Electronic Microchip -- Since you've had your cats and dogs microchipped, you already know something about how this procedure works. You can have a tiny microchip implanted in your horse's neck (in the nuchal ligament, about halfway up the neck). EIDs(Electronic IDs) are read with a radio frequency scanner. The advantage of the chip is that it's invisible - there is no obvious scar or marking on your horse. The disadvantage of the chip is that it's invisible - since there is no obvious mark to show that the horse is carrying a microchip, there is nothing to indicate to a thief that this horse shouldn't be stolen, and there's nothing to indicate to anyone that the horse should be scanned for a microchip! However, unlike a brand, the chip information does identify a specific, individual animal. Once you've had a microchip injected into your horse's nuchal ligament, it's there for life - insertion is easy and not painful, but removal of the chip is very difficult and dangerous. At least, now that the chips are routinely inserted in the nuchal ligament, they have less tendency to migrate.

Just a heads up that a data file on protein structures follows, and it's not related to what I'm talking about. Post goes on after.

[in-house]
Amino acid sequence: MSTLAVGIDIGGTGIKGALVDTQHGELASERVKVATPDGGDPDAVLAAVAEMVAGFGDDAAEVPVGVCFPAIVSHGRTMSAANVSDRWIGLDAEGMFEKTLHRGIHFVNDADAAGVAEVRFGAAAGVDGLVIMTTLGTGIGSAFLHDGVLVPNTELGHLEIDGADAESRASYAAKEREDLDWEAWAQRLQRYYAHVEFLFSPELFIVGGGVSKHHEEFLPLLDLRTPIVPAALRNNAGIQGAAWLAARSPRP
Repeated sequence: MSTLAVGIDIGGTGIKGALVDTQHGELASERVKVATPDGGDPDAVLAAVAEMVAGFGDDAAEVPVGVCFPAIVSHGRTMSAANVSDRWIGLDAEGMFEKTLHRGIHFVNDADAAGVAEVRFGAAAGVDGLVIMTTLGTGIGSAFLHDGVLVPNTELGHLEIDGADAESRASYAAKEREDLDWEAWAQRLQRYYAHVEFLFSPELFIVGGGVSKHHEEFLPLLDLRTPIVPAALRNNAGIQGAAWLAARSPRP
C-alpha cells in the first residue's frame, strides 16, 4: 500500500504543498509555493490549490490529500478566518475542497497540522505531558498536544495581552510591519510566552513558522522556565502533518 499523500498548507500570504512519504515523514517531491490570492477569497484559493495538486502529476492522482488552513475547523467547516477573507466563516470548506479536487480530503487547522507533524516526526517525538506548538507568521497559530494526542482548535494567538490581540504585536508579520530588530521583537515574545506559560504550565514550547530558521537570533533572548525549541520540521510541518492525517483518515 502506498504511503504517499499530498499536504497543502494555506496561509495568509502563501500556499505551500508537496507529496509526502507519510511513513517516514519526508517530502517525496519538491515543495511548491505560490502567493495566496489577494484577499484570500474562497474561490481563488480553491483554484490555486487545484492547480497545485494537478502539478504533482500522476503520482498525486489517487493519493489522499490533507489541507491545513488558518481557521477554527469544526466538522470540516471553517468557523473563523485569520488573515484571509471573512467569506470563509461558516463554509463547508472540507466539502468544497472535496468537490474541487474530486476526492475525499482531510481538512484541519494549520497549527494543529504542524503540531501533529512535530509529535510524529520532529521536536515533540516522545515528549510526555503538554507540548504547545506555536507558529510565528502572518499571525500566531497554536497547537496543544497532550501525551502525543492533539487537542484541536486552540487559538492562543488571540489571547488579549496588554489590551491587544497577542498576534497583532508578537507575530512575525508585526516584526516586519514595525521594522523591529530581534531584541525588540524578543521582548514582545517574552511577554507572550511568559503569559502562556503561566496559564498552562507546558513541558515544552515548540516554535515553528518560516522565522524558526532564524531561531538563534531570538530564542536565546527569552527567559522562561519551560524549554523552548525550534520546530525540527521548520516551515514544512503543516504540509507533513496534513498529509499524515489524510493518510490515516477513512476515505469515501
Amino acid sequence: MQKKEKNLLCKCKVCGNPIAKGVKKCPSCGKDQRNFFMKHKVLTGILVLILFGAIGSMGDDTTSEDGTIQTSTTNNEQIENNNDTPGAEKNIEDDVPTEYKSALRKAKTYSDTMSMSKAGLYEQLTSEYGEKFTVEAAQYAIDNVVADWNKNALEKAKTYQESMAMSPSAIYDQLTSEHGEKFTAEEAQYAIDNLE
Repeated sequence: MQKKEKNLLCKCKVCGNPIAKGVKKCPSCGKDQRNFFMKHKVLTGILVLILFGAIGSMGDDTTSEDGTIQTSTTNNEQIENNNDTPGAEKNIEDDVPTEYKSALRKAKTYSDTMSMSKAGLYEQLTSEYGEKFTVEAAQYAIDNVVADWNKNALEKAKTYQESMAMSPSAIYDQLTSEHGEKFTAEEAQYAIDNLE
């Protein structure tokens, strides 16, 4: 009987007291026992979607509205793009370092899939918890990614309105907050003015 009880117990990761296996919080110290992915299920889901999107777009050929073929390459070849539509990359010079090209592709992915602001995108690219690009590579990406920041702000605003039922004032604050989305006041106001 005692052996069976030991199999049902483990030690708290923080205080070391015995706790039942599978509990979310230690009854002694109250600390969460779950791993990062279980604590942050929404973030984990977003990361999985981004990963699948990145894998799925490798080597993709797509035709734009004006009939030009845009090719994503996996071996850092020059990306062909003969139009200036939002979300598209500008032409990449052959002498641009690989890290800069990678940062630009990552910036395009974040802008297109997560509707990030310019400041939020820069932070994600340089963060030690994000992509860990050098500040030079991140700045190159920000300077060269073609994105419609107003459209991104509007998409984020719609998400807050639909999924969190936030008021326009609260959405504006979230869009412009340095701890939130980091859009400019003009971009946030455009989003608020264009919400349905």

As to how useful the chips are, opinions differ. Everyone agrees that they provide useful information IF THEY ARE SCANNED. Some sales facilities do have scanners and use them routinely on all the horses that pass through the facility. But not all farms, vet clinics, auction barns, and slaughterhouses are equipped to scan and read microchips, and not all the facilities that are so equipped actually use the equipment on a routine basis. At a slaughterhouse, for instance, someone MIGHT notice a microchip, if there is a scanner on hand, if it's company practice (not just policy) to USE the scanner, if the scanner can read that sort of chip or at least register that it IS a chip, if the person using the scanner is actually interested in finding the chip, and - last but not least - if the chip has not migrated.

A microchip would, on the other hand, make an excellent complement to a highly visible brand - the brand could provide some indication of ownership, or at least prompt someone to scan for a chip. The brand would say "HELLO, SOMEONE'S HORSE HERE", whilst the chip would say "...and THIS is precisely who I am, and here's how to find my owner and veterinarian".